By Rich Bockmann
Borough President Melinda Katz delivered a list of recommendations to the Queens Library’s board of trustees in response to the ever-growing controversy enveloping library President Thomas Galante over executive compensation.
Katz, who will appoint half of the library’s trustees, wrote a letter earlier this week to board Chairman Gabriel Taussig listing her recommendations after a series of news articles revealed Galante receives a $392,000 annual salary and a sports car, made questionable renovations to the central library in Jamaica and earned more than $280,000 in outside income over a two-year period as a consultant to a Long Island school district — all at a time when the library outsourced union custodial jobs to low-paying contractors.
“As you know, the recent articles detailing the executive director’s salary, benefits, perks and build-out of his executive office space have turned my attention toward looking deeper into the operation of the institution,” Katz wrote.
The borough president asked that at its Feb. 20 meeting the board set a fixed term of employment for Galante and hire an outside consultant to review the library’s executive compensation.
Katz also said she would like the board to “appropriately limit” the type and extent of outside employment the library’s executive director and key personnel can engage in.
The board’s chairman said the trustees have held a special meeting to discuss the issues and planned to take action at their next meeting.
“Queens Library fully supports transparency and accountability,” Taussig said in a statement. “It is the best way to preserve the tremendous value the library provides to the community and to serve their best interests and to preserve the bond of trust the library has with our stakeholders.”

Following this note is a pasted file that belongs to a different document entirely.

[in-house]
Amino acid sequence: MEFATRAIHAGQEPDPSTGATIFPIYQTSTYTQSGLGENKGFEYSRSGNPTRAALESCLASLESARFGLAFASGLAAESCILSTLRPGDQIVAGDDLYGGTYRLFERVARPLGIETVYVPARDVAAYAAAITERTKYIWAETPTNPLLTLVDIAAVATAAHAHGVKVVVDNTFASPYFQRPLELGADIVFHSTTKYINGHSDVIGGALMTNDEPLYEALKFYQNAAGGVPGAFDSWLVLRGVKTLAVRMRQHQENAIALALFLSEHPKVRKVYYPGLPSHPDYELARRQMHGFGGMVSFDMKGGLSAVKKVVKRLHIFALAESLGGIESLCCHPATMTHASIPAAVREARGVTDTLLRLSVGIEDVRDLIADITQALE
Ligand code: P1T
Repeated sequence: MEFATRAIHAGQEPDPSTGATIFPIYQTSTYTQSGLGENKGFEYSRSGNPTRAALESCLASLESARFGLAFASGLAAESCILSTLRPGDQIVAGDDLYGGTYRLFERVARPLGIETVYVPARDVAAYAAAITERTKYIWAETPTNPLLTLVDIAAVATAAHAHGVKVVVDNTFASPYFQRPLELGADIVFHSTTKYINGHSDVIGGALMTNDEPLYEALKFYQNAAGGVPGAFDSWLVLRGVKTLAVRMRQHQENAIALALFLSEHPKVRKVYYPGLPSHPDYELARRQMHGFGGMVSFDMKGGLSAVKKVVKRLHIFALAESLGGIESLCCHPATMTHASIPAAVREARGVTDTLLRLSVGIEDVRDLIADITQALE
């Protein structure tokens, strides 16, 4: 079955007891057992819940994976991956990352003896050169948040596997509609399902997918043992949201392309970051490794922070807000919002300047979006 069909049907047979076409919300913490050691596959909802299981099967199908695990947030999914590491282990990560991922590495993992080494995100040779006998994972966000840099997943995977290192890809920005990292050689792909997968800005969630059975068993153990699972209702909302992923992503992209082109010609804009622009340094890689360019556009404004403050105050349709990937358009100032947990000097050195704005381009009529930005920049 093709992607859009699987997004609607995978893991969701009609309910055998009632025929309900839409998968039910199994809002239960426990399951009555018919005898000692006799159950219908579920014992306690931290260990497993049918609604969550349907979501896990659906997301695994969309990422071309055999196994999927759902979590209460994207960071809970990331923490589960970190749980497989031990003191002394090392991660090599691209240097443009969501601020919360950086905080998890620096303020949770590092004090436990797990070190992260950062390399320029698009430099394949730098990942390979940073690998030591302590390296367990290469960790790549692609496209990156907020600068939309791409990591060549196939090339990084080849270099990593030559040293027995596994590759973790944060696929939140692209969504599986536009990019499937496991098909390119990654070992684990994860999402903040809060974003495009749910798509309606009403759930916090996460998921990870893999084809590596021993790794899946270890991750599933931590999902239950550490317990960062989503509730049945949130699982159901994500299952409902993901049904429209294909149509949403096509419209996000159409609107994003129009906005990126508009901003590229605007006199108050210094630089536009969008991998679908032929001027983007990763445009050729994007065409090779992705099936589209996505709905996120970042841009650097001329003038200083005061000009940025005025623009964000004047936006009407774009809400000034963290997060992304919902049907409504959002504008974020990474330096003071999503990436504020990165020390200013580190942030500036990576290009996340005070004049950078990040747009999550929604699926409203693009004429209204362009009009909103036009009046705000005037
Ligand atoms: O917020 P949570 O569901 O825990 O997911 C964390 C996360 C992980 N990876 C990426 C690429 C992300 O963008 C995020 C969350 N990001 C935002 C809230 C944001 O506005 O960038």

The library is a nonprofit that receives the bulk of its funding from taxpayer dollars, and Galante has been under fire ever since his large salary was revealed.
At an oversight hearing before the City Council earlier this month, the library executive testified that his executive compensation was set when he was hired in 2005 based on a comparison to the earnings of the heads at 30 other educational, arts and cultural institutions in the city.
He was, however, elusive when it came to disclosing whether or not he earned any outside income — saying only that the library does not prohibit any employee from holding a second job — and visibly ruffled the feathers of some of the lawmakers the library relies on for funding.
Last week, state Sen. Tony Avella (D-Bayside) called on Galante to step down, but the library’s board of directors released a statement in support of the embattled executive.
Katz also said she would like to see the board comply with a set of nonprofit best practices the state signed into law taking effect this July that will require the library to create an audit and a labor relations committee and require financial disclosures from key employees.
“Faith must be restored in our library system and the board of trustees must act swiftly to do its part to restore the trust that has been lost before any more damage is done to an institution that has given the city so much,” the borough president wrote.
Reach reporter Rich Bockmann by e-mail at email@example.com or by phone at 718-260-4574.